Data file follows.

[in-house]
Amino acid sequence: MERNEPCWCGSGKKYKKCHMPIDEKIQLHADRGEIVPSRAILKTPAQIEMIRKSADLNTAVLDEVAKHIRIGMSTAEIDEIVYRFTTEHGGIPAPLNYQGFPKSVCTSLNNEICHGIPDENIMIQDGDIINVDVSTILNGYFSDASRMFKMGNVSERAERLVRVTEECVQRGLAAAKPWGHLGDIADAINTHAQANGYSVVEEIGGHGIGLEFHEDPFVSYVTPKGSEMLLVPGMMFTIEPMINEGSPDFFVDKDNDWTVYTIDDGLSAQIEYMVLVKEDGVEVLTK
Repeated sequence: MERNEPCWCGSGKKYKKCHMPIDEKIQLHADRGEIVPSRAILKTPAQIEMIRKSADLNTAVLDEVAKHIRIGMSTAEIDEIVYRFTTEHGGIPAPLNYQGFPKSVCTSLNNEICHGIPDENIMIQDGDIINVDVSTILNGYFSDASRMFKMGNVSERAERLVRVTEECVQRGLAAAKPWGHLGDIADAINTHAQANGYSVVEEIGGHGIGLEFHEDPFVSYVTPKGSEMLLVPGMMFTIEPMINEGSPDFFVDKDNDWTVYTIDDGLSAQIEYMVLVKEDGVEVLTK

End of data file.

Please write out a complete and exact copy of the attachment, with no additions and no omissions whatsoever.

[in-house]
Amino acid sequence: MERNEPCWCGSGKKYKKCHMPIDEKIQLHADRGEIVPSRAILKTPAQIEMIRKSADLNTAVLDEVAKHIRIGMSTAEIDEIVYRFTTEHGGIPAPLNYQGFPKSVCTSLNNEICHGIPDENIMIQDGDIINVDVSTILNGYFSDASRMFKMGNVSERAERLVRVTEECVQRGLAAAKPWGHLGDIADAINTHAQANGYSVVEEIGGHGIGLEFHEDPFVSYVTPKGSEMLLVPGMMFTIEPMINEGSPDFFVDKDNDWTVYTIDDGLSAQIEYMVLVKEDGVEVLTK
Repeated sequence: MERNEPCWCGSGKKYKKCHMPIDEKIQLHADRGEIVPSRAILKTPAQIEMIRKSADLNTAVLDEVAKHIRIGMSTAEIDEIVYRFTTEHGGIPAPLNYQGFPKSVCTSLNNEICHGIPDENIMIQDGDIINVDVSTILNGYFSDASRMFKMGNVSERAERLVRVTEECVQRGLAAAKPWGHLGDIADAINTHAQANGYSVVEEIGGHGIGLEFHEDPFVSYVTPKGSEMLLVPGMMFTIEPMINEGSPDFFVDKDNDWTVYTIDDGLSAQIEYMVLVKEDGVEVLTK